Richard Louv: The last child in the woods. Saving our children from Nature-Deficit Disorder (2005/2009)

"The last child in the woods" is a book of great impact. The background for the book is how Richard Louv finds that children spend less time outside, playing in nature. He investigates this premise, the reasons causing it, suggests some possible effects and a way forward to ameliorate this problem.

After its publication in the United States in 2005, its impact was tremendous and a slightly revised European version was published in 2009. It is this European version that is the basis for this review.

Louv’s book was ground-breaking in the way it spoke of the relationship between children and nature, combining a background of scientifically based knowledge with personal anecdotes and selected quotes from literature. The aim was to make a book read by parents, changing their attitudes in the upbringing of their children, and it ended up with high sales numbers, excellent reviews, and an impressive number of scientific citations.

The last child in the woods starts with describing how children are less in nature. This is explained by the increased protection by parents, media-induced anxiety, fear of litigation in the US, and environmental regulations. This is supported by calculations showing how much time children spend outside now, and quotes from parents explaining why they are not spending more time outside.

The second part of the book aims to reveal the benefits children (and the rest of us) get by a close relationship with nature. In this part of the book, Louv explains both physical and psychological beneficial effects. He continues with elaborating how nature experiences stimulates our senses. He explains how knowledge about nature can be the basis for an “eight intelligence”, being “nature smart”. He further highlights the importance of nature to foster creativity before he ends this part exploring the connection between ADHD and similar issues, and limited exposure to calming nature experiences.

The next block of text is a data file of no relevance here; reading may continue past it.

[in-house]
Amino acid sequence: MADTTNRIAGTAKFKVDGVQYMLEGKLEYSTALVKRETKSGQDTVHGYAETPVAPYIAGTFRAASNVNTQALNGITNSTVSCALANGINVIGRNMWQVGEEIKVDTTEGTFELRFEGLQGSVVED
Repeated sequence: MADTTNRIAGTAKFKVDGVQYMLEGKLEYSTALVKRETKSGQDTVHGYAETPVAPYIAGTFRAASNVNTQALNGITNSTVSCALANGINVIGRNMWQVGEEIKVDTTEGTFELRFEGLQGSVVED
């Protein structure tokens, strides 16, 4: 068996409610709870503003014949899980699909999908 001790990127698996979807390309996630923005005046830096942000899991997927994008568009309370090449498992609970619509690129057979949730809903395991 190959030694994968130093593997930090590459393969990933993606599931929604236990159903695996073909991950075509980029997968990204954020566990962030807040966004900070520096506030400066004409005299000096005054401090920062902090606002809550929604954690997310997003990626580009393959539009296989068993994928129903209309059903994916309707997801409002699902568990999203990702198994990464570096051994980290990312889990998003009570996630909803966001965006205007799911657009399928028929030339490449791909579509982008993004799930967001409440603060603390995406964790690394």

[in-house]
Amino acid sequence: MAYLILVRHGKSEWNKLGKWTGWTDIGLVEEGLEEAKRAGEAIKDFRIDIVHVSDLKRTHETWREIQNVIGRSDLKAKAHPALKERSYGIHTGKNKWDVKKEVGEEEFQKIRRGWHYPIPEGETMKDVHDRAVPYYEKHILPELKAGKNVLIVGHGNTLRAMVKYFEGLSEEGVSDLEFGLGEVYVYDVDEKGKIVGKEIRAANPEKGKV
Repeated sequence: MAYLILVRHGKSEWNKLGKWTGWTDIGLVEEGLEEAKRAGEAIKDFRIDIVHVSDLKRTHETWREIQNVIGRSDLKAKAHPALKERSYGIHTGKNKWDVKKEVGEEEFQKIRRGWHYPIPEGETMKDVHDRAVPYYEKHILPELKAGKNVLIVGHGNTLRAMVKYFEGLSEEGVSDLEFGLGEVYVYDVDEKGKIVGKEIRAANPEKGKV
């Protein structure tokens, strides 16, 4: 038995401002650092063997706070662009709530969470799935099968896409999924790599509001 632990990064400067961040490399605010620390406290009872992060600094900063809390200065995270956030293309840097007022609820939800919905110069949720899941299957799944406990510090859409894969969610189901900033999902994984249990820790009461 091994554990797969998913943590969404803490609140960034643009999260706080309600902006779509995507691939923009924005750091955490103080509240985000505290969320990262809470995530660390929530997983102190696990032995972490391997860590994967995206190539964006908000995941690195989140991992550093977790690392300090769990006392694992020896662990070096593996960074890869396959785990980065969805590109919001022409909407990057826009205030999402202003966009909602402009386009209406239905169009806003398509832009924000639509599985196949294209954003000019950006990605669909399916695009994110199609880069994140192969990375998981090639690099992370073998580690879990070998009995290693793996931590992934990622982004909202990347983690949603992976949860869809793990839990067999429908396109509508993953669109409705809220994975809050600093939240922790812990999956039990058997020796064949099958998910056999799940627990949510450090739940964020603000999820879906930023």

In the third part, Louv explains the background for why, in his opinion, children are not that much outside playing in nature anymore. Starting with lack of time and fear of not succeeding, he shows how children spend more time in organized activities than in free play in nature, and how, consequently, parks and natural areas are rebuilt to soccer fields, escalating the trend. Another fear is also prominent in his arguments: “The fear of the bogeyman”. He expands his survey to the educational system; how the lack of natural knowledge leads to less value of the nature experiences, and continues to discuss which effect this will have on the formation of future environmentalists. In the last three parts of the book, Louv focuses on the way onwards, how nature, education systems and societies can be reunited with nature.

Last child in the woods is an important book, and is important for the NaChiLit group as one of the fundamental books about the relationship between children and nature. As earlier noted, Louv’s book had great impact and spotlights important issues. There has, however, been raised some important critiques. First of all, the underlying assumption in the book, that children play less in the woods, seems to be rooted in experiences of Louv’s (and most of the researchers he cites) own youth. The ideal childhood of the book then seems to be the childhood of the white, male, middleclass children growing up in the 50’ies and 60’ies (Dickinson, 2013). The other, large underlying assumption, hits the central focus of NaChiLit’s research – the description of nature. As he talks about nature as something we could go into, and experience as wild places or natural landscapes, he separates between nature and humans. As Louv’s intention with Last child in the woods is to reconnect children with nature, there is an issue in that his foundation is a dichotomy between humans and nature.

Marianne P. Heggen 05.07.17